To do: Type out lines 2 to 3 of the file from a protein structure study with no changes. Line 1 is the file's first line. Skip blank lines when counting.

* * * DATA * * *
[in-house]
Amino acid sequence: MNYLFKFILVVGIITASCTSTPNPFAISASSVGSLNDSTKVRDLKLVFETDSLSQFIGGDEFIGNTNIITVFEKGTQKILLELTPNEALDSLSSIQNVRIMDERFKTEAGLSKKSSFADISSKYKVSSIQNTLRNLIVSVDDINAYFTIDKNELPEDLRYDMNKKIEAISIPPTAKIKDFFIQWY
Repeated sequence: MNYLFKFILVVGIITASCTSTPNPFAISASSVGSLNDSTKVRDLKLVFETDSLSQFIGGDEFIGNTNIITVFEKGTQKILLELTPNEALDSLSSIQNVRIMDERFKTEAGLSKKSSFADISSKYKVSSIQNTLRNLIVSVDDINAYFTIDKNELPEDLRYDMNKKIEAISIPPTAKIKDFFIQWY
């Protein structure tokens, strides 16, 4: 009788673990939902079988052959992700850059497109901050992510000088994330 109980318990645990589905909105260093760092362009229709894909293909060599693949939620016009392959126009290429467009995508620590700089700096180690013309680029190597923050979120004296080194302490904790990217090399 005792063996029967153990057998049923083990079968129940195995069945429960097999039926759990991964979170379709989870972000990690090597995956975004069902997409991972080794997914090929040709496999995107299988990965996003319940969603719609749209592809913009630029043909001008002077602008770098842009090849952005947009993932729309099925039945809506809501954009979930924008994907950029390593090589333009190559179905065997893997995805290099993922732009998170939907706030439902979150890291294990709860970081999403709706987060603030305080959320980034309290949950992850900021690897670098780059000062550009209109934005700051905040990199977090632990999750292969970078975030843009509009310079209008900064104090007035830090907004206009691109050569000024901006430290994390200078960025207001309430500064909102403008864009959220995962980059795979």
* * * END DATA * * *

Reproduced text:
Amino acid sequence: MNYLFKFILVVGIITASCTSTPNPFAISASSVGSLNDSTKVRDLKLVFETDSLSQFIGGDEFIGNTNIITVFEKGTQKILLELTPNEALDSLSSIQNVRIMDERFKTEAGLSKKSSFADISSKYKVSSIQNTLRNLIVSVDDINAYFTIDKNELPEDLRYDMNKKIEAISIPPTAKIKDFFIQWY
Repeated sequence: MNYLFKFILVVGIITASCTSTPNPFAISASSVGSLNDSTKVRDLKLVFETDSLSQFIGGDEFIGNTNIITVFEKGTQKILLELTPNEALDSLSSIQNVRIMDERFKTEAGLSKKSSFADISSKYKVSSIQNTLRNLIVSVDDINAYFTIDKNELPEDLRYDMNKKIEAISIPPTAKIKDFFIQWY